Well, I actually have the 3G Kindle because it was the only model they had left two days before Christmas....The Kindle's 3G runs on the AT&T network and I was pretty surprised to find it had better coverage than Sprint in my area (AT&T doesn't really get advertised here...it's a Verizon world). I have 3G even though the Amazon website says there's only EDGE in my area and that's at my house where I can't even get a decent roaming signal (nevermind Sprint) for annoying reasons.
However, I tried it with the unauthorized MHS and had the same problem. I also tried after getting my laptop connected, however, this is a no go as well. The 3G connection goes off everytime a device is connected or disconnected, not just when the first device is connected.
Ubuntu had a problem connecting the MHS app as well due to a bug by Palm and getting around it meant patching and recompiling the wireless drivers in Ubuntu, something that's not going to be easy with a Kindle. The best I can tell you is to hope the upcoming improvements to the freetether app will bring a resolution to this issue, but I'm not sure. I know they're taking donations so they can keep improving the app for webOS 1.4.x and 2.0.x.
As to the relative merits of getting the 3G or Wi-Fi, well. The 3G wireless is free only for downloading books/blogs/mags from the Kindle store and for use with the web browser. If you have your phone with you, you'd probably be better using the one on your phone, even though the Kindle now has a webkit based browser (although very limited). For converting and sending personal documents over the 3G, it's $0.15/MB rounded up to the nearest megabyte. So if you don't want to pay everytime say, Instapaper sends you a file, you'll be sending things to your free Kindle email address that only delivers over Wi-Fi anyway. Further, with the Kindle you have free access to AT&T wifi hotspots that others normally have to be on AT&T for or pay to use.
On the other hand, I much prefer reading Instapaper on its actual website as opposed to how it looks when you send it, because I don't like the way the Kindle navigates periodicals. You can also create a collection of bookmarks easily accessible from the Home menu here (Kindle Start Page Tool) if you think you'll be using the browser a lot - and with 3G, it could facilitate your browser use. It's an added convenience if your Pre is about to die and you need to check something on the web. Further, if you think there are things you'd rather do on a Kindle than on your phone, having the 3G would be a good option. This is also true if there are sites with items you can download directly to the your Kindle if you want to be able to download them whenever - for example, you can download free books from a few different websites at no charge and already have them on your Kindle. This can be done on wi-fi, of course, but if you live in a area where hotspots are scarce or don't care to be dependent on them, then it's easier with 3G.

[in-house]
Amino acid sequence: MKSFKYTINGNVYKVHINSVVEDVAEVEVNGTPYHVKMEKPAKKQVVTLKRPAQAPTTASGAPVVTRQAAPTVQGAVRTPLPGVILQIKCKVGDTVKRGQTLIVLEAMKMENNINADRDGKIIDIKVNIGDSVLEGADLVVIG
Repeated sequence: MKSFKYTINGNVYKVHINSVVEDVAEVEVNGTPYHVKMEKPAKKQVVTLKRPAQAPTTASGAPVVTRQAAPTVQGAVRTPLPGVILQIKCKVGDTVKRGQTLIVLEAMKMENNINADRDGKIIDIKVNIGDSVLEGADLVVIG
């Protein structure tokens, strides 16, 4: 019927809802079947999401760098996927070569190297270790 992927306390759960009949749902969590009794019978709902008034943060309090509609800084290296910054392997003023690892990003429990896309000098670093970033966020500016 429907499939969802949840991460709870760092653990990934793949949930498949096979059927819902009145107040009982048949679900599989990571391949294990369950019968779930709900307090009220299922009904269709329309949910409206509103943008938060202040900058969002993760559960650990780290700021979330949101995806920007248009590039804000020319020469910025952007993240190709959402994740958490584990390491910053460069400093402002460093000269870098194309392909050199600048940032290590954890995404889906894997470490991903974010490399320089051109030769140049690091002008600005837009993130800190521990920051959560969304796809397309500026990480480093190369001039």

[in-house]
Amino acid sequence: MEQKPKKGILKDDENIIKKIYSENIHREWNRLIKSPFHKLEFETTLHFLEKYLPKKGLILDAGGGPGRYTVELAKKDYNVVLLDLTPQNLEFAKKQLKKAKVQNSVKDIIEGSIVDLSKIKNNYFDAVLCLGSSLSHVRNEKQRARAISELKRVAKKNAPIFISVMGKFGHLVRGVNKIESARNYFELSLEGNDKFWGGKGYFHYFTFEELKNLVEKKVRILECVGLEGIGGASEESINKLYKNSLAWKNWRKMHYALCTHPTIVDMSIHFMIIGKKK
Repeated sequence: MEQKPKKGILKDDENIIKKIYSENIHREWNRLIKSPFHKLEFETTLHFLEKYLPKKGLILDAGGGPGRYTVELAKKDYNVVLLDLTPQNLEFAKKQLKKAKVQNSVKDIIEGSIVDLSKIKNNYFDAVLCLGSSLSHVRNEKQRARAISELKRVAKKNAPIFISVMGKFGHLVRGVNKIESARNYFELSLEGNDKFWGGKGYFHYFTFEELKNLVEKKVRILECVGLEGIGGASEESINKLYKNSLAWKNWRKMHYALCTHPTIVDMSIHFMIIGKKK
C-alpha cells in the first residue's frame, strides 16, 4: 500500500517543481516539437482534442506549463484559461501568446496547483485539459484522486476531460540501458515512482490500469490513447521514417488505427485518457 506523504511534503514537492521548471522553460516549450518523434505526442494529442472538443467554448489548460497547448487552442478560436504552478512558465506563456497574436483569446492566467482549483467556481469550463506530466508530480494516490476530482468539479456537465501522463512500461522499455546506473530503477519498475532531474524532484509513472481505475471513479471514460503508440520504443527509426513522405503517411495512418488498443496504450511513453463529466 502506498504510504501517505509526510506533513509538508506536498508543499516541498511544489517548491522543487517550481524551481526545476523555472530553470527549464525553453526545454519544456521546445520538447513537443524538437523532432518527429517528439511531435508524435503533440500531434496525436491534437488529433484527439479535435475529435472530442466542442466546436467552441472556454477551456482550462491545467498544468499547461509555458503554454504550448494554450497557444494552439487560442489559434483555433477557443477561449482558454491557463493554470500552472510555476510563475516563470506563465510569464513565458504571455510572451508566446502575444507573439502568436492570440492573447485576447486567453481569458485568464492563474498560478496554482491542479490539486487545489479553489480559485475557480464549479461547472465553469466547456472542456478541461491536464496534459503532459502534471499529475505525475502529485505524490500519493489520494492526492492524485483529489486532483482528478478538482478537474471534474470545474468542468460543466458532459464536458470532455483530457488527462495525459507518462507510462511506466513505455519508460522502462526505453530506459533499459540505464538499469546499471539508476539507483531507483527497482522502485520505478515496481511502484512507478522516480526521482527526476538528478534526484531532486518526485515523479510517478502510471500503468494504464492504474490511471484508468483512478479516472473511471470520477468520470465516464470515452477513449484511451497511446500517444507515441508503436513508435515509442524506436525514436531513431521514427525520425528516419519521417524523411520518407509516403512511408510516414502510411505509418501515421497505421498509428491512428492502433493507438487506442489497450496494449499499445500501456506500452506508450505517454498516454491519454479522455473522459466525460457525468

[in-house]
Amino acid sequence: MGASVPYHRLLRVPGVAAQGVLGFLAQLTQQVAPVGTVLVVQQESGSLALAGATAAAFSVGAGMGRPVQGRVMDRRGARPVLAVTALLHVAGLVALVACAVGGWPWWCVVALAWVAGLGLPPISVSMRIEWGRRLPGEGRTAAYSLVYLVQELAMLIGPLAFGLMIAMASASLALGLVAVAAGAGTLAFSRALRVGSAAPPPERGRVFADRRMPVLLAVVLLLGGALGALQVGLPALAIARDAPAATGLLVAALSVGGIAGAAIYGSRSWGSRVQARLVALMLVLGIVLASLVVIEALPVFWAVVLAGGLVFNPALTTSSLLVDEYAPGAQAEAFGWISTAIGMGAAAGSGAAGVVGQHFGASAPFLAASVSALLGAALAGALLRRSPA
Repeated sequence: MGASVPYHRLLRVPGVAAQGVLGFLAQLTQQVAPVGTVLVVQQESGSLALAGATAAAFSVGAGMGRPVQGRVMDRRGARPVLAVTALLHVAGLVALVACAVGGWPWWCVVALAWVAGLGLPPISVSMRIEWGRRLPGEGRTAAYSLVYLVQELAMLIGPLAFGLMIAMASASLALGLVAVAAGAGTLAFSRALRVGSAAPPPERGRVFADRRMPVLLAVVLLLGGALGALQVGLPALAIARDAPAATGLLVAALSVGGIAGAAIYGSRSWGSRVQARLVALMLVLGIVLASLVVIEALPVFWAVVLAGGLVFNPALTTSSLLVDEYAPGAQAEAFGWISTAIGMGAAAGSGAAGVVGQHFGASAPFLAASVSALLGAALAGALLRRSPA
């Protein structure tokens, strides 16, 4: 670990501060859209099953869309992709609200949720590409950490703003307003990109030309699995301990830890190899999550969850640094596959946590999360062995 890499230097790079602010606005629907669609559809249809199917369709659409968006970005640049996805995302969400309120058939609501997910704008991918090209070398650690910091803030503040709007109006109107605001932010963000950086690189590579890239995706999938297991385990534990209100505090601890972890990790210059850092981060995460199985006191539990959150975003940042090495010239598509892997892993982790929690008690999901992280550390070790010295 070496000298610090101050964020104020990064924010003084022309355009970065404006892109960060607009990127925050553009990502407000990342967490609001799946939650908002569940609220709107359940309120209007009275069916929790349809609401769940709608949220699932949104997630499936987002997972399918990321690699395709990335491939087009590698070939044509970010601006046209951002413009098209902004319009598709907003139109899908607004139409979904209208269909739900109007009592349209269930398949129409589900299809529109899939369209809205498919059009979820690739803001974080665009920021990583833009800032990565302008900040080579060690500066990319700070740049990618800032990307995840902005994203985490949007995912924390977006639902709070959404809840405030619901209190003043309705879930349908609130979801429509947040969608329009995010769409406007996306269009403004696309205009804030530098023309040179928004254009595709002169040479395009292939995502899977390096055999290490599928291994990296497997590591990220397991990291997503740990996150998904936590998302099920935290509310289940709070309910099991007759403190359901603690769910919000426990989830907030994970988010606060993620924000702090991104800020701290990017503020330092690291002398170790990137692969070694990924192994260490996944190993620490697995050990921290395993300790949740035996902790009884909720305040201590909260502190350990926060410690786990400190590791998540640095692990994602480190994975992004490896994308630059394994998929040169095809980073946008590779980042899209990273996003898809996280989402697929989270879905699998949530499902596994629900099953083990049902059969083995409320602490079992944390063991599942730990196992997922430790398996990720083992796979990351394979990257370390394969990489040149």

Whichever you choose, get the graphite one.
While I'm here, I'll also show you the case I got for mine: Belkin Pleated Kindle Sleeve which comes in four different colors (I got the purple one). I like it because it doesn't add a lot of bulk to the Kindle, it's lightweight, and it's easy to get the Kindle out of it without making a lot of noise (there was one case I really like, but it used VELCRO...pitiful). It also has a pouch in the front where you can put the Kindle usb cord and charger, so I don't have to remember where I put it at (bonus benefit: the Kindle's usb cord works with the Pre, too). Someone in the reviews for it mentioned this one as well: M-Edge Latitude Kindle Jacket for those who would prefer not to take their Kindle out of the case and because it has a pocket for a light if you have one. But I like the way the Kindle feels in my hand, so I got the first one. Great if you just want a little padding to cover it while you're not using it in your house or to slip in your bag.